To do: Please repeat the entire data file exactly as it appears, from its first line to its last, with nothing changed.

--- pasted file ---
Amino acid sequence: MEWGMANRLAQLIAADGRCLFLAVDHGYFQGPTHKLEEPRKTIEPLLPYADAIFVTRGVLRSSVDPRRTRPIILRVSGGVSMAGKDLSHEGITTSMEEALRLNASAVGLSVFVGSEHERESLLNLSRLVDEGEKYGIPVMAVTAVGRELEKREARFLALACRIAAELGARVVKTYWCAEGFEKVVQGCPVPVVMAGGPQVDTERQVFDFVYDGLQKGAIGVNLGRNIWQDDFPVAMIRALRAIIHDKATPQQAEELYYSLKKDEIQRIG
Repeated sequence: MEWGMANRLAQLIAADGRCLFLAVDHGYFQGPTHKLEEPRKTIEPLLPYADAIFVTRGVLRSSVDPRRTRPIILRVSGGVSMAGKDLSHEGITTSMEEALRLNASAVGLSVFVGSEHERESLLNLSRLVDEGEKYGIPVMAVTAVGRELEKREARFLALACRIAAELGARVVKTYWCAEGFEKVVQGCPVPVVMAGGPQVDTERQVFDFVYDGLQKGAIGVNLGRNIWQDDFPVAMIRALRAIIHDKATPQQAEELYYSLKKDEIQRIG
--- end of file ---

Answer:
Amino acid sequence: MEWGMANRLAQLIAADGRCLFLAVDHGYFQGPTHKLEEPRKTIEPLLPYADAIFVTRGVLRSSVDPRRTRPIILRVSGGVSMAGKDLSHEGITTSMEEALRLNASAVGLSVFVGSEHERESLLNLSRLVDEGEKYGIPVMAVTAVGRELEKREARFLALACRIAAELGARVVKTYWCAEGFEKVVQGCPVPVVMAGGPQVDTERQVFDFVYDGLQKGAIGVNLGRNIWQDDFPVAMIRALRAIIHDKATPQQAEELYYSLKKDEIQRIG
Repeated sequence: MEWGMANRLAQLIAADGRCLFLAVDHGYFQGPTHKLEEPRKTIEPLLPYADAIFVTRGVLRSSVDPRRTRPIILRVSGGVSMAGKDLSHEGITTSMEEALRLNASAVGLSVFVGSEHERESLLNLSRLVDEGEKYGIPVMAVTAVGRELEKREARFLALACRIAAELGARVVKTYWCAEGFEKVVQGCPVPVVMAGGPQVDTERQVFDFVYDGLQKGAIGVNLGRNIWQDDFPVAMIRALRAIIHDKATPQQAEELYYSLKKDEIQRIG